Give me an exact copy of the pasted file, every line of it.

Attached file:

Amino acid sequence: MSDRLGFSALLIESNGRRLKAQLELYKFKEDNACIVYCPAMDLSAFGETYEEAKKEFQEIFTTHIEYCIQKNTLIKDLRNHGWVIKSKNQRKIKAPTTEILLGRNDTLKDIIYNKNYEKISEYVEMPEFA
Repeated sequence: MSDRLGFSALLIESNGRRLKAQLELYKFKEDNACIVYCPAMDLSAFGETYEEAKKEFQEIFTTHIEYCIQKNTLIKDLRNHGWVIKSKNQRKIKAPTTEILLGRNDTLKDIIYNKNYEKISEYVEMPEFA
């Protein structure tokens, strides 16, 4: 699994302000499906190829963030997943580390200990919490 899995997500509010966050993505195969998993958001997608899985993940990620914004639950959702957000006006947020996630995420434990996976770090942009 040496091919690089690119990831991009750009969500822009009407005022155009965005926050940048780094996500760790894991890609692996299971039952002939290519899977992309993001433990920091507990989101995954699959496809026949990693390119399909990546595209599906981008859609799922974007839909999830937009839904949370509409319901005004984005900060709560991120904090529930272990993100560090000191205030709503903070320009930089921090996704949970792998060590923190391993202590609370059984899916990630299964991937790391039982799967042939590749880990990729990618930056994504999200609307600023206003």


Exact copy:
Amino acid sequence: MSDRLGFSALLIESNGRRLKAQLELYKFKEDNACIVYCPAMDLSAFGETYEEAKKEFQEIFTTHIEYCIQKNTLIKDLRNHGWVIKSKNQRKIKAPTTEILLGRNDTLKDIIYNKNYEKISEYVEMPEFA
Repeated sequence: MSDRLGFSALLIESNGRRLKAQLELYKFKEDNACIVYCPAMDLSAFGETYEEAKKEFQEIFTTHIEYCIQKNTLIKDLRNHGWVIKSKNQRKIKAPTTEILLGRNDTLKDIIYNKNYEKISEYVEMPEFA
């Protein structure tokens, strides 16, 4: 699994302000499906190829963030997943580390200990919490 899995997500509010966050993505195969998993958001997608899985993940990620914004639950959702957000006006947020996630995420434990996976770090942009 040496091919690089690119990831991009750009969500822009009407005022155009965005926050940048780094996500760790894991890609692996299971039952002939290519899977992309993001433990920091507990989101995954699959496809026949990693390119399909990546595209599906981008859609799922974007839909999830937009839904949370509409319901005004984005900060709560991120904090529930272990993100560090000191205030709503903070320009930089921090996704949970792998060590923190391993202590609370059984899916990630299964991937790391039982799967042939590749880990990729990618930056994504999200609307600023206003």